"Keep the Devil Off" by Big K.R.I.T., the Mississippi MC and producer, is one of the best rap songs of 2017, a standout from his new LP, 4eva Is a Mighty Long Time. Yet his lyrical allusions to Garden of Eden-esque snakes and coveted riches aren't the only aspect that separate it from the trap hits dominating today's charts — or the trunk rattling road anthems that have become K.R.I.T.'s hallmark, for that matter.
"It's church, man. It's definitely got that vibe," Big K.R.I.T. (born Justin Scott) tells Exclaim! of the raw gospel instrumental of "Keep the Devil Off," not to mention his sermon-style delivery on its chorus. "I wanted to have that breakdown with the organ, but also not be overly preachy. It's still got 808s and snares, but there are no curse words. I wanted to keep it clean and have that warmth and body, as if a choir is singing there with you."
"Keep the Devil Off," appears on the second half of the double album. Those sprawling 22 tracks are divided into one side dedicated to his stage name and alter ego, while the other side is dedicated to his given name. The "Justin Scott," side not only has "Keep the Devil Off," but also the preceding track "Mixed Messages," which begins with a skit where fans demand K.R.I.T. spit party songs and hood anthems. The instrumental kicks in and he begins lyrically lamenting about those mounting pressures.
"Those records could only have been on the 'Justin Scott' side of the album," he says of the LP's half that is more introspective and nuanced than the harder hitting, assertive "Big K.R.I.T." side. Of "Mixed Messages," he explains: "When it comes to music, the minute you decide to do something different, people feel like you've changed up, or you're on some other shit, when really you're just being creative. So this song reflects how conflicted an artist can feel sometimes."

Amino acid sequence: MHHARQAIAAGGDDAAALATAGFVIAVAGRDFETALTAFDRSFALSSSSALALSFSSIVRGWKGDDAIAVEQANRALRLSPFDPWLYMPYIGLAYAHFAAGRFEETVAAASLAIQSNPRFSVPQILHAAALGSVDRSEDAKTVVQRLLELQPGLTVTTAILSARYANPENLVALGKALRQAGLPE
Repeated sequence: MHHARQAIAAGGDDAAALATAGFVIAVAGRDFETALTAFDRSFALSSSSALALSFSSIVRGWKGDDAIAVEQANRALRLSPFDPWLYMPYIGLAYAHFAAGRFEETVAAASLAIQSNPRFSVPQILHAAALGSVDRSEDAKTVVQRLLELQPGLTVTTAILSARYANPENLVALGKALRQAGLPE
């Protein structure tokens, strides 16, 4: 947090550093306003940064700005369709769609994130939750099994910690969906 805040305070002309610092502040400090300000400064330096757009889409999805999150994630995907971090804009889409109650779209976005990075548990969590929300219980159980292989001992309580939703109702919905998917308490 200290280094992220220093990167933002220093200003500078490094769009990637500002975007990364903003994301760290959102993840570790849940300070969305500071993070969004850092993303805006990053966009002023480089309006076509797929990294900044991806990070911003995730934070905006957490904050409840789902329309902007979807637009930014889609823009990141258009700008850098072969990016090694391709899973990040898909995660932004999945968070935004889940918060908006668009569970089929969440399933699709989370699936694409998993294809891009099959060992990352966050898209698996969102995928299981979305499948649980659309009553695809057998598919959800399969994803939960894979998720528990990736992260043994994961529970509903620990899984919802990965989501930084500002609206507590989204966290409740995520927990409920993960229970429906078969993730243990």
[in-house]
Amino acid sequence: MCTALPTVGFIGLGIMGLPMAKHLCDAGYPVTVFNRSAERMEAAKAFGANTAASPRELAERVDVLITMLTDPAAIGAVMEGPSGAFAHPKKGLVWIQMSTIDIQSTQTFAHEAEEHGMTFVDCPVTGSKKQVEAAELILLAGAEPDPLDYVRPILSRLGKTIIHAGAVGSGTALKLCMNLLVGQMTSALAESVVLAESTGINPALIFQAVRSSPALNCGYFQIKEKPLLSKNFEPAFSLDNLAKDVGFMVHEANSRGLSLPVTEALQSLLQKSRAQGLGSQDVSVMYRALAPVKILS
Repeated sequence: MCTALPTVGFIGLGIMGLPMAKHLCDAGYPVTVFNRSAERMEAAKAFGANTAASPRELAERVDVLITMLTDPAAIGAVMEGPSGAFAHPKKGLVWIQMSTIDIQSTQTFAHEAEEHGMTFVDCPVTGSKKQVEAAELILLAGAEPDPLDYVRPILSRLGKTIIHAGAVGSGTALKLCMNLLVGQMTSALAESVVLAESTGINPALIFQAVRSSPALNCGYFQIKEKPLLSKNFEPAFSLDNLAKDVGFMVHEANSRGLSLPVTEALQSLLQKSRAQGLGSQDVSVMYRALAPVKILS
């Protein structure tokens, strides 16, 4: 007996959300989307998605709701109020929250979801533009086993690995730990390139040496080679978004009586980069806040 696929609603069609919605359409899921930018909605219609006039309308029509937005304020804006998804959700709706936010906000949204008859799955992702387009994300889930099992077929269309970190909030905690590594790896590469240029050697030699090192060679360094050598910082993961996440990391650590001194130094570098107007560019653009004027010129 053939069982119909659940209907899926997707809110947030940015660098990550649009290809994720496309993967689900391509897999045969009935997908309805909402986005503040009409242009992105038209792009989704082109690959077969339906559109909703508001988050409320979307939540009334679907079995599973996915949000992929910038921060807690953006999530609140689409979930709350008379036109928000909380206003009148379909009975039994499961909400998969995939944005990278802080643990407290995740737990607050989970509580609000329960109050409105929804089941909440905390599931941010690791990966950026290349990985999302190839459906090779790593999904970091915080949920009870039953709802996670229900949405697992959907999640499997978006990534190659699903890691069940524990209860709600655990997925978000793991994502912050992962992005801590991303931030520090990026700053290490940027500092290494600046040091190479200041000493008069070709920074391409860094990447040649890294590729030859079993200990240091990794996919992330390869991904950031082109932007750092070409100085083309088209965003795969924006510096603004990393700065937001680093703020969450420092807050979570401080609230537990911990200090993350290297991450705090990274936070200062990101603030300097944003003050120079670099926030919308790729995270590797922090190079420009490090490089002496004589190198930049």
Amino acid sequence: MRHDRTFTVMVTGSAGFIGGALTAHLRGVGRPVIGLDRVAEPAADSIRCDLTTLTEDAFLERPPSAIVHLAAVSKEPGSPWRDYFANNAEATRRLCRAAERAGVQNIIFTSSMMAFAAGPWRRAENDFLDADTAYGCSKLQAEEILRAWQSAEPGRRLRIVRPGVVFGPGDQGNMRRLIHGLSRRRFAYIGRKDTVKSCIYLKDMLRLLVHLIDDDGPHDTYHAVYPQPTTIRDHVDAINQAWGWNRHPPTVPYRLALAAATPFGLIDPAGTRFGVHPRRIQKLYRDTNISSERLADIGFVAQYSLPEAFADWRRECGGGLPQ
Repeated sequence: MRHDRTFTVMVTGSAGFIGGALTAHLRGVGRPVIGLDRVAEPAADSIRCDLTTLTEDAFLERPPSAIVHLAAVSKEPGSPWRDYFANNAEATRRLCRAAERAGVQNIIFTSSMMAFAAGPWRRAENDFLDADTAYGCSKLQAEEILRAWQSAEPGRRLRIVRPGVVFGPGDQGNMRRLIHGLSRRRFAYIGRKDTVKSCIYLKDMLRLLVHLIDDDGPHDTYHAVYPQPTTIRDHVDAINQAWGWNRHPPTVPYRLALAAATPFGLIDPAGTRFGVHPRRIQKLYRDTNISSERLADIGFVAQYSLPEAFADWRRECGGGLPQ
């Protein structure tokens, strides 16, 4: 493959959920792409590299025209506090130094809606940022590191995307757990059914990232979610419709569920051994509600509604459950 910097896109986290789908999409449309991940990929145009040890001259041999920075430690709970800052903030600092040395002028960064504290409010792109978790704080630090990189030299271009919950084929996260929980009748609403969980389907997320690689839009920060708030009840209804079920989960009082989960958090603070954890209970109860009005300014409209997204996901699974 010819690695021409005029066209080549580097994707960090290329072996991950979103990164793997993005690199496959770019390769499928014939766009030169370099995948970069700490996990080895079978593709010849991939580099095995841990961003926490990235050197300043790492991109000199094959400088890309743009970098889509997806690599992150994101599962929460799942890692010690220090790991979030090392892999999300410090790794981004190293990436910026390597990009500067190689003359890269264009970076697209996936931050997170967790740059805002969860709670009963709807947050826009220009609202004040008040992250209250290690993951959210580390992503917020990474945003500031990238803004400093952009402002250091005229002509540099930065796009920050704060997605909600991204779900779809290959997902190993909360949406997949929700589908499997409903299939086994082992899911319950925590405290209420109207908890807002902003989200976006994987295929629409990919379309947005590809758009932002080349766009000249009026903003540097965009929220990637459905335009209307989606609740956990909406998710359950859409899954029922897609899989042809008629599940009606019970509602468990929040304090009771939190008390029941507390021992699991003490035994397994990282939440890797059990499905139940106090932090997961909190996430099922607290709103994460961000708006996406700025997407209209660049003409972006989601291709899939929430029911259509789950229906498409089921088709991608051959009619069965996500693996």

However, he rebukes any naysayers or insecurities on much of the LP's more brazen "Big K.R.I.T." half. The ominous, piano-laden standout and single "Confetti" finds him spitting: "I bought a crib and set the bitch on top of Mt. Olympus / When you living that high up, it's hard to see the tension." On it, he sounds emboldened by success and experience. He applies that same tone during part of our interview, explaining why he worked with other producers like DJ Khalil or Manny Fresh on 4eva Is a Mighty Long Time instead of stubbornly self-producing each track (like he did in the beginning of his career) simply because that's what diehard fans might expect of him.
"It challenges me — after working with these producers, I don't go back to the routine kick and snare when I produce songs of my own later on," he says, adding that such collaborations have inspired him to try new drum patterns and live instrumentation. And those team-ups have also boosted his lyricism, and his overall fulfillment.
"I produced my entire debut, Live from the Underground. As much as it showcased the producer side of me, it also pressured me as a writer — I'd be fatigued by the time I tried to finish the song. But on a lot of these new records, where I'm working with other producers, it's just excitement. I wasn't tired of hearing the beats, I just wanted to write to them and complete the songs. And that's important, to understand I can't do it all by myself."
4eva Is a Mighty Long Time is out now on Multi Alumni/BMG.